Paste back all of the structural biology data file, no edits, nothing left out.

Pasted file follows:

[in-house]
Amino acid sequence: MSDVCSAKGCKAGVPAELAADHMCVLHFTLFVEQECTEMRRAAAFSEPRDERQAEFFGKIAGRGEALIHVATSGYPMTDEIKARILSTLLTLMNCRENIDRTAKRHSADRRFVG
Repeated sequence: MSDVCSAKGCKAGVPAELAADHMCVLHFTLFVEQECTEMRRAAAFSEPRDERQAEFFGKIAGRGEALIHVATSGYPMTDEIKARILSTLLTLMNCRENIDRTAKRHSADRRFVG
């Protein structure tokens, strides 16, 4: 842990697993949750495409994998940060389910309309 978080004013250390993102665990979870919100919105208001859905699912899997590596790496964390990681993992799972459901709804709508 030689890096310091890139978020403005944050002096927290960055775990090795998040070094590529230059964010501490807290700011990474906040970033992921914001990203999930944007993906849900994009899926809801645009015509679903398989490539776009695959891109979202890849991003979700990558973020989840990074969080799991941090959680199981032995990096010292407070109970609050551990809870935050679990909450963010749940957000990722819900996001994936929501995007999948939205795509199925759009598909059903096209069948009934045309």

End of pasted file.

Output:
[in-house]
Amino acid sequence: MSDVCSAKGCKAGVPAELAADHMCVLHFTLFVEQECTEMRRAAAFSEPRDERQAEFFGKIAGRGEALIHVATSGYPMTDEIKARILSTLLTLMNCRENIDRTAKRHSADRRFVG
Repeated sequence: MSDVCSAKGCKAGVPAELAADHMCVLHFTLFVEQECTEMRRAAAFSEPRDERQAEFFGKIAGRGEALIHVATSGYPMTDEIKARILSTLLTLMNCRENIDRTAKRHSADRRFVG
């Protein structure tokens, strides 16, 4: 842990697993949750495409994998940060389910309309 978080004013250390993102665990979870919100919105208001859905699912899997590596790496964390990681993992799972459901709804709508 030689890096310091890139978020403005944050002096927290960055775990090795998040070094590529230059964010501490807290700011990474906040970033992921914001990203999930944007993906849900994009899926809801645009015509679903398989490539776009695959891109979202890849991003979700990558973020989840990074969080799991941090959680199981032995990096010292407070109970609050551990809870935050679990909450963010749940957000990722819900996001994936929501995007999948939205795509199925759009598909059903096209069948009934045309």